“When you do a degree in computer science you study the technical things,” she says. “You study how to write a code, mathematics. We don’t focus on that. We focus on how to work in a team. How to understand what your client needs and make software that fits his demands. How to write good code that you will be able to de-bug and maintain.”

Tal Marian, founder of the TechLoft, a commercial shared workspace just off Rothschild, says the results of the military training are obvious. “Some of the military units work like a civilian organisation,” says Marian. “They encourage entrepreneurship, the feeling that if you come up with a good idea that answers a real need of that unit’s mission, you will get the funding and manpower and the time you need.”

After years of helping to solve the nation’s major security threats, the challenges of gaming and mobile apps pale by comparison, he adds.

And

“Entrepreneurs in Israel are unique,” he says. “Their approach to problems is different to others because the army is a huge incubator for innovation and entrepreneurship. The army gave us a few million dollars at the age of 18 and asked us to build technology and systems that address problems that only people 10 or 20 years older are dealing with in other parts of the world. That kind of pressure and challenge really brings a lot of things out of you.”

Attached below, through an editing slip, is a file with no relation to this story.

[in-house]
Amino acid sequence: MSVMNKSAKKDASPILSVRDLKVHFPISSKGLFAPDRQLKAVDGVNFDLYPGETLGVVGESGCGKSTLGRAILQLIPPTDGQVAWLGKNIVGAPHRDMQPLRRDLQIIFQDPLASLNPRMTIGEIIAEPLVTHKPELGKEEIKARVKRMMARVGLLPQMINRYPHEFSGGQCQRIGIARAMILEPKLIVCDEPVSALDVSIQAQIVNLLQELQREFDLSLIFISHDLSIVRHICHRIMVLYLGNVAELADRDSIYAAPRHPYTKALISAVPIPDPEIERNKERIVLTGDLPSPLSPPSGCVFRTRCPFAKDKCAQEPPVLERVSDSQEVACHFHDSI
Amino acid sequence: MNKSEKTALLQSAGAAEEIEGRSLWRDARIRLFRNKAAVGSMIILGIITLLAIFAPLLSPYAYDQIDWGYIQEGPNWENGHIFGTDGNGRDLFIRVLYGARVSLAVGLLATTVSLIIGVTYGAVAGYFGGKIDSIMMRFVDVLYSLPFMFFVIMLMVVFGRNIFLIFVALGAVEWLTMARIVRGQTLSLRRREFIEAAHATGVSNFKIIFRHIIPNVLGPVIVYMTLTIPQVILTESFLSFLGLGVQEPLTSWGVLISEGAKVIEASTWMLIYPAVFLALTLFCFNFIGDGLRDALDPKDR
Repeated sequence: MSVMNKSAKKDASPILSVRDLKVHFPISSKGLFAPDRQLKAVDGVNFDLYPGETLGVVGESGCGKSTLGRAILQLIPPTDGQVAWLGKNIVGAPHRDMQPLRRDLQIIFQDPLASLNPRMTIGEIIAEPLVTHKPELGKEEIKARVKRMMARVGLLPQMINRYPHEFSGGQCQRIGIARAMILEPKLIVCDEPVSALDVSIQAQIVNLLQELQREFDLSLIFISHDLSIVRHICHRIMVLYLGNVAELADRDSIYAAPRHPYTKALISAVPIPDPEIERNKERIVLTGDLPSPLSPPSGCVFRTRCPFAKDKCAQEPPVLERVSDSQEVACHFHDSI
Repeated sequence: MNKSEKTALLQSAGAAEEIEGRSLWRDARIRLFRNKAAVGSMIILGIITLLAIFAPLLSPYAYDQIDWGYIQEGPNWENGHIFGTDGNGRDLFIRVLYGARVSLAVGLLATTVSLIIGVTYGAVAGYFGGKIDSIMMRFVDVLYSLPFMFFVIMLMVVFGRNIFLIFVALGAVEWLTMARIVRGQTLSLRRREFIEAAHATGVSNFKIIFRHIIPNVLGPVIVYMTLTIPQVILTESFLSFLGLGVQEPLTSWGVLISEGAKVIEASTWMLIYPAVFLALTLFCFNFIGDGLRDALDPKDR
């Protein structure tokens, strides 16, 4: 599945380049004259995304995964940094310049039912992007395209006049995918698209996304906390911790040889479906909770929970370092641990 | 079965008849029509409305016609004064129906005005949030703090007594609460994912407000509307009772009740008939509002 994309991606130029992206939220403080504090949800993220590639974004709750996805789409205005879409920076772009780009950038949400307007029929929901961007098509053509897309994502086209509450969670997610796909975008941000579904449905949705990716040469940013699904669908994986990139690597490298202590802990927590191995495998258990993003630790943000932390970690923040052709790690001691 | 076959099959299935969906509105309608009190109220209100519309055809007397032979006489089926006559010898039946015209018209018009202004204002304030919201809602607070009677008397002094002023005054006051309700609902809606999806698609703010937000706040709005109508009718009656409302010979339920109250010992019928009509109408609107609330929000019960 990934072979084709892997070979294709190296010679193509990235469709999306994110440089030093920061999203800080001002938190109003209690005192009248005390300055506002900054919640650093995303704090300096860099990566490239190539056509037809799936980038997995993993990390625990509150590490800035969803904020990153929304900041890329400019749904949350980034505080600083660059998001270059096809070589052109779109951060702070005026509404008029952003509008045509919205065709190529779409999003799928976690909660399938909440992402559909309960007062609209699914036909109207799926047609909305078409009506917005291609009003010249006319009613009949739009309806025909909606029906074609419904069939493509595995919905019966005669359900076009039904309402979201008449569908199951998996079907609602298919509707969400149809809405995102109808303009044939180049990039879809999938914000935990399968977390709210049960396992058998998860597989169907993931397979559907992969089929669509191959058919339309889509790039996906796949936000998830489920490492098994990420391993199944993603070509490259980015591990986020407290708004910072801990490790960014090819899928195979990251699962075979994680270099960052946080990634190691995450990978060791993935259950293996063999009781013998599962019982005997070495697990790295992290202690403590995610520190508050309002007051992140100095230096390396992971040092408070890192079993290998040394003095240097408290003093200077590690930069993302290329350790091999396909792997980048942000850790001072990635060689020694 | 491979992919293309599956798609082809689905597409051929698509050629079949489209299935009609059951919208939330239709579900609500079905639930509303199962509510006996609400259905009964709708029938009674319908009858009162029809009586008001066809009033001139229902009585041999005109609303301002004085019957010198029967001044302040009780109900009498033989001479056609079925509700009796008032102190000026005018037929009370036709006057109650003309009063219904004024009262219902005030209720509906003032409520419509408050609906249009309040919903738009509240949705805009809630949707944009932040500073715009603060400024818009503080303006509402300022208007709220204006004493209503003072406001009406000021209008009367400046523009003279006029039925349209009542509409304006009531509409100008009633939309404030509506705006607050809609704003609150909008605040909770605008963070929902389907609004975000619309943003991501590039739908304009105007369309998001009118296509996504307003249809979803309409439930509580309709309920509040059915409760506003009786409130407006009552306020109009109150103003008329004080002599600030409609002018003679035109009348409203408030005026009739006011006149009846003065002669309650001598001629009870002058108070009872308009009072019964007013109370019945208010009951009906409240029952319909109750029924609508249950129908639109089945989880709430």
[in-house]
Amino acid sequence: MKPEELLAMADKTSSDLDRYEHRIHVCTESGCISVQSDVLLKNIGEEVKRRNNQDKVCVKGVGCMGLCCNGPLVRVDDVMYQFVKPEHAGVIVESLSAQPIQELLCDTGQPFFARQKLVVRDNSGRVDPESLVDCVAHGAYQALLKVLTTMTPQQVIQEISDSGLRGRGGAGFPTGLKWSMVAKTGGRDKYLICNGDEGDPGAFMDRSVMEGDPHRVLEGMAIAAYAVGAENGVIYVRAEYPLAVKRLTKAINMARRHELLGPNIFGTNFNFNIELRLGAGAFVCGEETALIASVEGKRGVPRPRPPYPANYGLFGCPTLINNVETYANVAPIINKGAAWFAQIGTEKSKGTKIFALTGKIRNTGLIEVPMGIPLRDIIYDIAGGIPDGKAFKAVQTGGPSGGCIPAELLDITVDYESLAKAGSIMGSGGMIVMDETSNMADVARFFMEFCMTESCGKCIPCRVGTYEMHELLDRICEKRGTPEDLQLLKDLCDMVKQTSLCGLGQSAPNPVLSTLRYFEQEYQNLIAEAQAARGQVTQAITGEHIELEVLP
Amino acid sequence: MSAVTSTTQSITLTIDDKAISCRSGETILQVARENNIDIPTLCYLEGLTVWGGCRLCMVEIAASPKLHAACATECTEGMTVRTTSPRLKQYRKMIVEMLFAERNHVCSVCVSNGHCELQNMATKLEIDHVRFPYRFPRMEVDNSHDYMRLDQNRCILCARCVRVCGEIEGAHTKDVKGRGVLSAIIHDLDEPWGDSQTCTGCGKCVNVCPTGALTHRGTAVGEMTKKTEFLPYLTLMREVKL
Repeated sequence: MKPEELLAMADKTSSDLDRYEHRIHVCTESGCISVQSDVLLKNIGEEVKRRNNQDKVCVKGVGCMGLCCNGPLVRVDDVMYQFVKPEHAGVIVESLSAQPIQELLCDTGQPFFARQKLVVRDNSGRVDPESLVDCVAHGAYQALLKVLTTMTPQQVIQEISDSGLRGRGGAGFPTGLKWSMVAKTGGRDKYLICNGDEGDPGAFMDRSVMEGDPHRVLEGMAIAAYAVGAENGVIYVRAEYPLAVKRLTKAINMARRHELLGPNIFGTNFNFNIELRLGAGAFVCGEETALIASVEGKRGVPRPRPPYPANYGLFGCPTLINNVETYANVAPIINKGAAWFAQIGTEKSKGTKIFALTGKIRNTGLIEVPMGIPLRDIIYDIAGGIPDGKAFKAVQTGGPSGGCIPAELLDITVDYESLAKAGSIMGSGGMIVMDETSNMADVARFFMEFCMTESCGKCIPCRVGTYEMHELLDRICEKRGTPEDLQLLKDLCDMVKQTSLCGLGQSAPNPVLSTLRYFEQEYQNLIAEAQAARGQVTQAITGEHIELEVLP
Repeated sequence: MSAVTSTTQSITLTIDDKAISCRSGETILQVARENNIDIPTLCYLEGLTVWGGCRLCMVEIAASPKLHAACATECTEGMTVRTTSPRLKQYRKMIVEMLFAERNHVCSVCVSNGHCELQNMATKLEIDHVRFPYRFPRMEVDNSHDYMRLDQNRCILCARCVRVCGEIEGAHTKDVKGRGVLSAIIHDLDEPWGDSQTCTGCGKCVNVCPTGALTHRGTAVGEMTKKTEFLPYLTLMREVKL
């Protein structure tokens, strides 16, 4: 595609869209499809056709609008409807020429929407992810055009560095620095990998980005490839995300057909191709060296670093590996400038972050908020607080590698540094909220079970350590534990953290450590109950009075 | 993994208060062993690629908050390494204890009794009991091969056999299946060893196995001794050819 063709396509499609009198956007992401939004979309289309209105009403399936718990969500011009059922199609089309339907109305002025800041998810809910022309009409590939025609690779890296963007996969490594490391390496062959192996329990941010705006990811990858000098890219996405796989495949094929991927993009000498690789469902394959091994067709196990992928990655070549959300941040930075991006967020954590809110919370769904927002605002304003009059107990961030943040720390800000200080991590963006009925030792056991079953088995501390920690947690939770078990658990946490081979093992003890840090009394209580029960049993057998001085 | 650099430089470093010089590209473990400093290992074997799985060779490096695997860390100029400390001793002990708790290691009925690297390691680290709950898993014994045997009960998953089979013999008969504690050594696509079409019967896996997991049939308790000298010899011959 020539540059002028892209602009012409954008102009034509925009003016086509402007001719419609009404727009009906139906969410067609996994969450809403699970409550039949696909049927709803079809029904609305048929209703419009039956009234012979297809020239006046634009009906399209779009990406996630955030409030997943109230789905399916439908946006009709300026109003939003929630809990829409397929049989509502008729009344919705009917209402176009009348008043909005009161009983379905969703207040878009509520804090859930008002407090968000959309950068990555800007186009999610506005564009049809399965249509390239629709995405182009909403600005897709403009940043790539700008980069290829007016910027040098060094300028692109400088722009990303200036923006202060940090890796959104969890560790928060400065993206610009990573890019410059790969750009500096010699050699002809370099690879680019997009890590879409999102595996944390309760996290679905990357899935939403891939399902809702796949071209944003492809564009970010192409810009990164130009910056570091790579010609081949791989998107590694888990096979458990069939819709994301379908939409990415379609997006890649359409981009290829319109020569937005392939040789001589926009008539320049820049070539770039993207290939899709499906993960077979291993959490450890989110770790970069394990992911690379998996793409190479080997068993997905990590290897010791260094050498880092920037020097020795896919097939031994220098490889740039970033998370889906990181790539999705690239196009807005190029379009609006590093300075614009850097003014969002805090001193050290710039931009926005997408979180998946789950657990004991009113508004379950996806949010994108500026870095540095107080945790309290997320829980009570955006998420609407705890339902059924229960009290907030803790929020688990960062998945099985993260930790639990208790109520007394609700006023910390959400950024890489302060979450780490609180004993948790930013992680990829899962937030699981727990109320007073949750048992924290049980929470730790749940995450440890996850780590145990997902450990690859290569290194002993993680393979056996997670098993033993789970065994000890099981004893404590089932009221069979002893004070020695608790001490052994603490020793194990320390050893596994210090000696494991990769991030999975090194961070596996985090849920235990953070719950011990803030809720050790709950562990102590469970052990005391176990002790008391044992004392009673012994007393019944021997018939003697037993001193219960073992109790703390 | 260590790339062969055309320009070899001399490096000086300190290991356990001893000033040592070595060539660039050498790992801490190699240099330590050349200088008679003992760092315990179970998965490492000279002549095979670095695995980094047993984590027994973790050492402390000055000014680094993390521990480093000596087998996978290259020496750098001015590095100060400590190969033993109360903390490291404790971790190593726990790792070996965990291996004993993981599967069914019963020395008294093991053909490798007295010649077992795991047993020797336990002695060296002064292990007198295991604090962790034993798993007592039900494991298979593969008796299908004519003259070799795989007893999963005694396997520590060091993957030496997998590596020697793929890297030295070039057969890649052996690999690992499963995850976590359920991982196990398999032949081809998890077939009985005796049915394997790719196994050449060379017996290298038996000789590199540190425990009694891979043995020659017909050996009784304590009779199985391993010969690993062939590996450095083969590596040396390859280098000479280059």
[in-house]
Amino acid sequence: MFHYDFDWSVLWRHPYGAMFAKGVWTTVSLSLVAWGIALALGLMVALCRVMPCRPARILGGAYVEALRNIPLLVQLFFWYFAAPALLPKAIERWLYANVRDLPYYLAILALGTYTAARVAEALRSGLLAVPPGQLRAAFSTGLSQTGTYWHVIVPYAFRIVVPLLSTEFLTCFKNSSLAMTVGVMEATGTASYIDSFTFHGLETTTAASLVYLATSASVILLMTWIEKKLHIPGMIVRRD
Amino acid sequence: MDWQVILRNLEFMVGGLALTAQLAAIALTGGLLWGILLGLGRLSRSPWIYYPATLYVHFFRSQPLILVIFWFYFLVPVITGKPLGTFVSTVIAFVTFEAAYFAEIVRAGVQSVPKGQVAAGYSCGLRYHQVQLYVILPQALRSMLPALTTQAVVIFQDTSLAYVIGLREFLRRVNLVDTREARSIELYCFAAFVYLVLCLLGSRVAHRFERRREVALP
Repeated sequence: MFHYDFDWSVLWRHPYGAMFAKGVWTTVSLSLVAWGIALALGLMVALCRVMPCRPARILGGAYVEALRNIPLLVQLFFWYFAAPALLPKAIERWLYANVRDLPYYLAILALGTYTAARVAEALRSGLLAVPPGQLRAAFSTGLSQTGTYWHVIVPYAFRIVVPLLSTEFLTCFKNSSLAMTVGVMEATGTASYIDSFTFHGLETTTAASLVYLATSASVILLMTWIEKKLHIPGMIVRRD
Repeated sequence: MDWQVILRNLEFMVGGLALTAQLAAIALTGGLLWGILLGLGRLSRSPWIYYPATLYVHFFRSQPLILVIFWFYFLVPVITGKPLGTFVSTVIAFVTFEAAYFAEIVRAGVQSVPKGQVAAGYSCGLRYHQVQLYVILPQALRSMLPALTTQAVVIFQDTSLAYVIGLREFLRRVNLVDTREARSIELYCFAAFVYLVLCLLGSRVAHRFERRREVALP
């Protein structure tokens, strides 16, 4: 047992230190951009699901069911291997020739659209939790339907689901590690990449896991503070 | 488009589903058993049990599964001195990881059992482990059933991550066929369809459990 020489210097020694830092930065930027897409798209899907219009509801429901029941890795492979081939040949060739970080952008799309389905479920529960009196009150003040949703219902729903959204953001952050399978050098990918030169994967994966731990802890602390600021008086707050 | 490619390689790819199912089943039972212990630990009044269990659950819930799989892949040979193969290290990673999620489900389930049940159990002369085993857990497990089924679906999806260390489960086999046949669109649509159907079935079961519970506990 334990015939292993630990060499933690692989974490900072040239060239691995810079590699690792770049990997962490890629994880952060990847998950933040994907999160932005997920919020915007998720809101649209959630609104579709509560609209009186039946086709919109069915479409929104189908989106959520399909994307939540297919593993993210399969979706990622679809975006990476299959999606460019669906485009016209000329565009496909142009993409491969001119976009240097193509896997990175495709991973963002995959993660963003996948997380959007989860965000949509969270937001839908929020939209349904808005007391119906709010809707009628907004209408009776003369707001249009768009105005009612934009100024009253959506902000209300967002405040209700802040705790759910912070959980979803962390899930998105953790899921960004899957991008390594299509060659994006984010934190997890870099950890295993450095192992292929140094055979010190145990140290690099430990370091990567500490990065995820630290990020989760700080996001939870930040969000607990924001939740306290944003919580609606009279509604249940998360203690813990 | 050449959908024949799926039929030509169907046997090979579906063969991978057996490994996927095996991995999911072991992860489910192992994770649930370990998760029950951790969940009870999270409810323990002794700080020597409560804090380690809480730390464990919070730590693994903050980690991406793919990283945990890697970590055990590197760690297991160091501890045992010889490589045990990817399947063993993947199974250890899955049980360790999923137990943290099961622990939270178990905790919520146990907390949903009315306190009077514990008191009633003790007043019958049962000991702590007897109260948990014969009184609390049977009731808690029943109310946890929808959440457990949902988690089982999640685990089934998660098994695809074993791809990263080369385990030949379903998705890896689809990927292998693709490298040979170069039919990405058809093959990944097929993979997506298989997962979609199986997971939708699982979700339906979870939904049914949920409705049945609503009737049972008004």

Tal skipped university to work at a start-up before launching his own, but another important driver of the tech scene is the fact that Israeli university students pay only about $3,100 (£2,000) a year in tuition fees. They emerge from military service and three years of studying with zero debt, eager to take a year off to pursue their dreams.

That youthful exuberance, combined with the rigorous military training in technology and project management, has found a natural home among cafes running down the centre of Rothschild.

When one Tony Tan was DPM a few yrs back, he visited Israel to learn the secrets of building a high tech entrepreneurial culture. Obviously he wasn’t brought to Rothschild Boulevard, or the IDF unit. Obviously, they must have been state secrets then. We know he visited Israeli research institutes and signed shume MOUs.

Related

http://www.bbc.co.uk/news/technology-16787509

The IDF has already changed enormously in recent years. Its largest unit, 8200, is focused on cyber-warfare. http://www.economist.com/news/middle-east-and-africa/21583317-israels-armed-forces-are-shifting-emphasis-mechanised-warfare-toward-air-and